Thursday, February 08, 2007

Das Kompost Nazi

Some of my coworkers think that I'm a little weird (ok, probably very weird) partly because I encourage them to give me their orange & banana peels as well as apple cores and I routinely empty the coffee grounds from the break room coffee machine into a used container in my lunch box just so I can take all these things home and compost them instead of allowing them to end up in a landfill. I've even been known to pick fruit peelings off the top of the trash and bury them in the flowerbeds outside. During the warmer months, I also bury the expired fish from the aquarium department. It may seem eccentric and it has gotten a lot of strange looks from those driving by, but let me tell ya, my workplace's flowerbeds have never had such rich soil.

6 comments:

Bacchus said...

I used to live in an apartment complex and I would take the fishwater from my tanks out to my flower beds. Everyone thought it was crazy but when my climbing roses took over the 2nd floor balcony they all wanted some dirty fish water.

Regina said...

I think that's awesome. Much better than using artificial fertilizers that eventually can leech into drinking water.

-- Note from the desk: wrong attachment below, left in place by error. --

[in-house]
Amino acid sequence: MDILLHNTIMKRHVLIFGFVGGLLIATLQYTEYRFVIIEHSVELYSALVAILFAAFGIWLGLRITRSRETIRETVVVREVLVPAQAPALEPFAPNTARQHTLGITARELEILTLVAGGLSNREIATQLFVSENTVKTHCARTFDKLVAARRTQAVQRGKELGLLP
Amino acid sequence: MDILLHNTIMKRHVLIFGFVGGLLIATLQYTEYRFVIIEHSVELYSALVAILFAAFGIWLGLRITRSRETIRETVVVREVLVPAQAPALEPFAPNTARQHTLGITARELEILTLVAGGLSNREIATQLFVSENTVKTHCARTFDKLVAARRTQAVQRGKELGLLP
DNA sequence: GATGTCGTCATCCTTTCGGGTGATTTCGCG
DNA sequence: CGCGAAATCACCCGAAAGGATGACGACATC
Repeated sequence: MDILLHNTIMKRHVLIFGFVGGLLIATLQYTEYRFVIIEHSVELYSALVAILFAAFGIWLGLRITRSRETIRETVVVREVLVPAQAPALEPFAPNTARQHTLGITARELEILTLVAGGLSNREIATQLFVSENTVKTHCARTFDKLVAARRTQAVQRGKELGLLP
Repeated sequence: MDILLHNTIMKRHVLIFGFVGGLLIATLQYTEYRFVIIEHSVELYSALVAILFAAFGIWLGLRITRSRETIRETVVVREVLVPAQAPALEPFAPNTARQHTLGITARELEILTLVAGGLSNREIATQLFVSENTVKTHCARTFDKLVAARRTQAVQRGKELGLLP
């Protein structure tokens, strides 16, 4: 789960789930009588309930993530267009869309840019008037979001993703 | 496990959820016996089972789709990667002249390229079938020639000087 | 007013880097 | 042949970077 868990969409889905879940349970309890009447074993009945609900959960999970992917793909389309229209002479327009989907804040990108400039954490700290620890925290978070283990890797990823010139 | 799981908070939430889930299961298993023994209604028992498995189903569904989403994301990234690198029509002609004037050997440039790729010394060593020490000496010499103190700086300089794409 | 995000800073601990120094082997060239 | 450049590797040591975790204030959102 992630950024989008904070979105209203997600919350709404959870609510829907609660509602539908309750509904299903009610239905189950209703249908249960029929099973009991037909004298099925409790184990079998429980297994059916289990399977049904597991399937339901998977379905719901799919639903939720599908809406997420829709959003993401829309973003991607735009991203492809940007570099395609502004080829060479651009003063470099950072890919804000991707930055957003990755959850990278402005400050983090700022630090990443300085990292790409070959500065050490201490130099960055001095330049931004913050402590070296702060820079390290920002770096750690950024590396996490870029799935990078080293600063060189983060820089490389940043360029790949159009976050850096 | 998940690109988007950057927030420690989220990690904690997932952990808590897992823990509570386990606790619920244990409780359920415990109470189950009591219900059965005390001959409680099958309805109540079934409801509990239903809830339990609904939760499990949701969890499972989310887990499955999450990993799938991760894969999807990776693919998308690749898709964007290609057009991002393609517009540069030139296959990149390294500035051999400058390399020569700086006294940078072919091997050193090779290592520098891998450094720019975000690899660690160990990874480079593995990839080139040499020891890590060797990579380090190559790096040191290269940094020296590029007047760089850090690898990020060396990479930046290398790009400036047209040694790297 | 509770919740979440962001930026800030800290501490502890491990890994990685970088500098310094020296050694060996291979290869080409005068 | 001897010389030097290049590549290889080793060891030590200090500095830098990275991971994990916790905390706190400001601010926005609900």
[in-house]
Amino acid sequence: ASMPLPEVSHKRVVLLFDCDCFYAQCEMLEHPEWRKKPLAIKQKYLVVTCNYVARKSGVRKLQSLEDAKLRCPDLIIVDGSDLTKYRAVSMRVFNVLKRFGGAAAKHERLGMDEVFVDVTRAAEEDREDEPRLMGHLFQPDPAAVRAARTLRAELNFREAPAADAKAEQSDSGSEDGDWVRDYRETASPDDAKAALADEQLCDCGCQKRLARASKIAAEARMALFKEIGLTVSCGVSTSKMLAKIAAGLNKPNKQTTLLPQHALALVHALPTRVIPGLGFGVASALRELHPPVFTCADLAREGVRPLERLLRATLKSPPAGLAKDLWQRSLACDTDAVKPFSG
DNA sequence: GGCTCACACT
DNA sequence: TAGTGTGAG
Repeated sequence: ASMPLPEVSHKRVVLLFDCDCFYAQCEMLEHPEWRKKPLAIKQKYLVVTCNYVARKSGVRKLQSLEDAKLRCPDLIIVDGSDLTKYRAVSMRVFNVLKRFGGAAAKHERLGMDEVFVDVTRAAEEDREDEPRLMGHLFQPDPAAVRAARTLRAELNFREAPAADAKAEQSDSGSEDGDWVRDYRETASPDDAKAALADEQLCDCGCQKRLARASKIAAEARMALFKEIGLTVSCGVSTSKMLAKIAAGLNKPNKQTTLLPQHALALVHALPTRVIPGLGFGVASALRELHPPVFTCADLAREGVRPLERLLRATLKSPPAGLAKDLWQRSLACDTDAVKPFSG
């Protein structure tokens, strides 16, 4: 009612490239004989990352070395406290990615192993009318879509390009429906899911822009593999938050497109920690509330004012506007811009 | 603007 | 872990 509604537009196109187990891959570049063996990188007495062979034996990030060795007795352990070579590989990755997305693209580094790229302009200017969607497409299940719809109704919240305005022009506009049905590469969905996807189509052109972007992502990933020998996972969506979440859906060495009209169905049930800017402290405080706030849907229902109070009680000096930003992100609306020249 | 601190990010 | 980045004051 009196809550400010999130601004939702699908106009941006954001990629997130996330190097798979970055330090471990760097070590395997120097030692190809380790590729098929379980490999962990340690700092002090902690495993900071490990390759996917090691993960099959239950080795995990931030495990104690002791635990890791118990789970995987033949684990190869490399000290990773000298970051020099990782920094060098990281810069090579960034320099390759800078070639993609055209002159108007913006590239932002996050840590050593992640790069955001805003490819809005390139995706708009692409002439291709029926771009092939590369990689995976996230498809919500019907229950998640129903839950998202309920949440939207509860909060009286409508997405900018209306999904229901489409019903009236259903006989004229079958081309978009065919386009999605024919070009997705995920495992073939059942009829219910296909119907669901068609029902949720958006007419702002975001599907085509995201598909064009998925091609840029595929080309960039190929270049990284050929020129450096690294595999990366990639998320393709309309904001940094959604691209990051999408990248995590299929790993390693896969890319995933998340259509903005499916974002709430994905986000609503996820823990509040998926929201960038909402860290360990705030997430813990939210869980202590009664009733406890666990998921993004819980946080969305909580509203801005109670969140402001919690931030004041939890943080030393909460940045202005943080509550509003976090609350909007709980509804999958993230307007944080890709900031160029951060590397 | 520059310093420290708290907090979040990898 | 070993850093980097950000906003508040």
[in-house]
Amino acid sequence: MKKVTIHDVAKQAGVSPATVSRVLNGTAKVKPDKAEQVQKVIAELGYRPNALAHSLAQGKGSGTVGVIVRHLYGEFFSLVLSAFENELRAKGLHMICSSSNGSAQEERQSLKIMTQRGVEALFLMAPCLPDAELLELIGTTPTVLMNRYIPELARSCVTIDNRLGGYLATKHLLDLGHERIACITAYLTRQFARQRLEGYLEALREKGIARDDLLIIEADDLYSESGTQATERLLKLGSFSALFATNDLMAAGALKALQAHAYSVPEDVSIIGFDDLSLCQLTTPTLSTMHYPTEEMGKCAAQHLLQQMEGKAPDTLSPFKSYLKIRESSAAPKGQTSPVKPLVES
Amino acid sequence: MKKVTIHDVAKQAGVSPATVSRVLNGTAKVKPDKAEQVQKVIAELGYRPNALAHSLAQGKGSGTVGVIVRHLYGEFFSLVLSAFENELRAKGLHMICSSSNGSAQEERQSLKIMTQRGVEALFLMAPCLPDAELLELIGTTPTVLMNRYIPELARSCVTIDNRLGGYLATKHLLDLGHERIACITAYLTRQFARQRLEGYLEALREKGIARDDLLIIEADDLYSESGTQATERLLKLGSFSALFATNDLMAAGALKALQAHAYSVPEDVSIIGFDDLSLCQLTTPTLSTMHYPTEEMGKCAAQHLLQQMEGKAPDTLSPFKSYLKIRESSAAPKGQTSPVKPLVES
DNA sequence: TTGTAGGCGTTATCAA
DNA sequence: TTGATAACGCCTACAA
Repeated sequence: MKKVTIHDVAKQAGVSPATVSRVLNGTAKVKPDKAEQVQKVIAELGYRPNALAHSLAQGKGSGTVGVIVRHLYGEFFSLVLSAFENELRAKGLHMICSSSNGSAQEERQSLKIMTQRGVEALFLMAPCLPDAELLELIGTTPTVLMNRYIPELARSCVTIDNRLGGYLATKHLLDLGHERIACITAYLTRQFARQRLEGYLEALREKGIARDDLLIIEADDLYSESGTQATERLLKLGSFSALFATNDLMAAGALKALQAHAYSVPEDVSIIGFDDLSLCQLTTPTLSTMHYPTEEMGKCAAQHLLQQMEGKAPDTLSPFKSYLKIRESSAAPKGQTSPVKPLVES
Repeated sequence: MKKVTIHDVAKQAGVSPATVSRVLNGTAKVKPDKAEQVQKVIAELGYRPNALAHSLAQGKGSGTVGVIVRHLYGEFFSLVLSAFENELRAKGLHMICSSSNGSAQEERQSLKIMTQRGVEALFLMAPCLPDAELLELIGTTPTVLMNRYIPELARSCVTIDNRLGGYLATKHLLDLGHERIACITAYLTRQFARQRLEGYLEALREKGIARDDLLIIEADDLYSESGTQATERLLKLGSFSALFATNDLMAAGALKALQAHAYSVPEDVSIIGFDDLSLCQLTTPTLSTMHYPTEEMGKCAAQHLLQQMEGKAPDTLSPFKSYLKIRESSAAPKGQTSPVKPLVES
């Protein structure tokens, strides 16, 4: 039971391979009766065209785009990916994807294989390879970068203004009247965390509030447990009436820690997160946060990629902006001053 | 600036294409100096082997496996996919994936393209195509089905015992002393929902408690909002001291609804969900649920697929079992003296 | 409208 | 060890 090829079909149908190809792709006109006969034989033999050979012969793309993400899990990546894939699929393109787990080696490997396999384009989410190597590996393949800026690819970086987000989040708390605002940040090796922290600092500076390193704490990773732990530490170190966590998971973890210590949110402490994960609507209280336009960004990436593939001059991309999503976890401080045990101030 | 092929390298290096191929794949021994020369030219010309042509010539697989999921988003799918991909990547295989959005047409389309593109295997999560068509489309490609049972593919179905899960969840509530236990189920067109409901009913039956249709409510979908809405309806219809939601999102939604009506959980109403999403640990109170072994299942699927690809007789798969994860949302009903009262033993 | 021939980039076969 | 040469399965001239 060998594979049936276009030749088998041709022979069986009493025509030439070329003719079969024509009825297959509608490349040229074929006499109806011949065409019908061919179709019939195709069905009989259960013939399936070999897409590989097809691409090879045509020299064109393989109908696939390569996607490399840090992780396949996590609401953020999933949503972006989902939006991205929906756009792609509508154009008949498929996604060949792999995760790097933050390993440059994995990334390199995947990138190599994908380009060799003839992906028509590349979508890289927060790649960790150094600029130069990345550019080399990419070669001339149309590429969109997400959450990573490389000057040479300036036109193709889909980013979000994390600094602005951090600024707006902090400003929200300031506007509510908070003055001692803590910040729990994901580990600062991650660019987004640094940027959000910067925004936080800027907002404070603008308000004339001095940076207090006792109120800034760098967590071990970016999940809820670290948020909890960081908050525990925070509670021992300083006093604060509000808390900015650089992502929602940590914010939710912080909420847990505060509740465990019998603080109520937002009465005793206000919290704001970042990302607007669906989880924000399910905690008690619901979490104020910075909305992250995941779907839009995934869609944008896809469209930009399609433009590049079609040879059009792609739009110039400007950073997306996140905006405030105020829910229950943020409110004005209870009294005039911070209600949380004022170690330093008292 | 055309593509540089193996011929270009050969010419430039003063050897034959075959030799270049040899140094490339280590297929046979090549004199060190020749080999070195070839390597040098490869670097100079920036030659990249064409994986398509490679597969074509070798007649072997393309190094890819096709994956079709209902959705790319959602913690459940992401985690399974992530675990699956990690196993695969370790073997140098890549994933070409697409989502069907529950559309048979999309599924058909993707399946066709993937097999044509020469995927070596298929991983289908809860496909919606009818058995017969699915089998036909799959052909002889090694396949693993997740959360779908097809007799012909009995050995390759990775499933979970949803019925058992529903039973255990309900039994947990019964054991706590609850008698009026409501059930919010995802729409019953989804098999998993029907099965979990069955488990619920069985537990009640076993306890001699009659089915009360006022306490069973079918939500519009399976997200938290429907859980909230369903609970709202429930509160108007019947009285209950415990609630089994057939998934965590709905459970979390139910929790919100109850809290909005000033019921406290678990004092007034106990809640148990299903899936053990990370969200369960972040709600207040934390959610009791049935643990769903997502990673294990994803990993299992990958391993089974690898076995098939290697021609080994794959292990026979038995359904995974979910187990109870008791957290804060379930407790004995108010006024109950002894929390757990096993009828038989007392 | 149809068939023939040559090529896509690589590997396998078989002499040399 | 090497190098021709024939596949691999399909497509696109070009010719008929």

If you ever decide to grow tomatoes, my Dad swears by composting the soil with grapefruit rinds and coffee grounds.

PS - Been loving the fantastic pics! You definitely have a talent for capturing the beauty of each season.

Shelby said...

coffee grounds compost well? I would think they'd be too acidic. Interesting! I'd always heard of putting coffee grounds around the roots of azaleas and hydrangeas to make their colors more vivid...but I never thought you could compost them. Good to know!

and hey...not only are the dead fishes helping the flower gardens, but they're getting a burial too...better than being flushed!! :) Next time someone gives you a strange look, just adopt a very sad face and say "Poor Goldie...he was my favorite!" They'll leave you alone after that...;)

nonsequitur said...

Bacchus, I do the exact same thing both at home and at work... dirty fish tank water is very nutritious for most garden plants (except if it's a saltwater tank) though I've found by trial and error that it is ill advised for houseplants due to the foul odor it takes on.

Regina, thank you much :)

Shelby, they're not necessarily too acidic if being composted with a lot of other assorted biomass... keeping in mind that I throw most everything organic in the compost... newspaper, brown paper bags, all manner of food scraps, houseplant trimmings, etc. The grounds make up less than 5% the total volume.

Suzanne said...

You're such the responsible environmentalist! :)

I bet you recycle everything at home, too, right? In the apartment building I live in, no one recycles anything. That bothers me. All the other places I've lived in, we had to recycle glass and aluminum.

So... who gives last rites to the fishies?

nonsequitur said...

Oh, sorry Suzanne... though I very much hate to admit it, I do not recycle much at home but I've been trying to rearrange my house, which would include moving a thing or two out of the kitchen, thus making room for recycling bins.

I give last rights to the fishies if I feel like making people leave me alone (amazing how peaceful life can be when people think you're crazy, LOL!)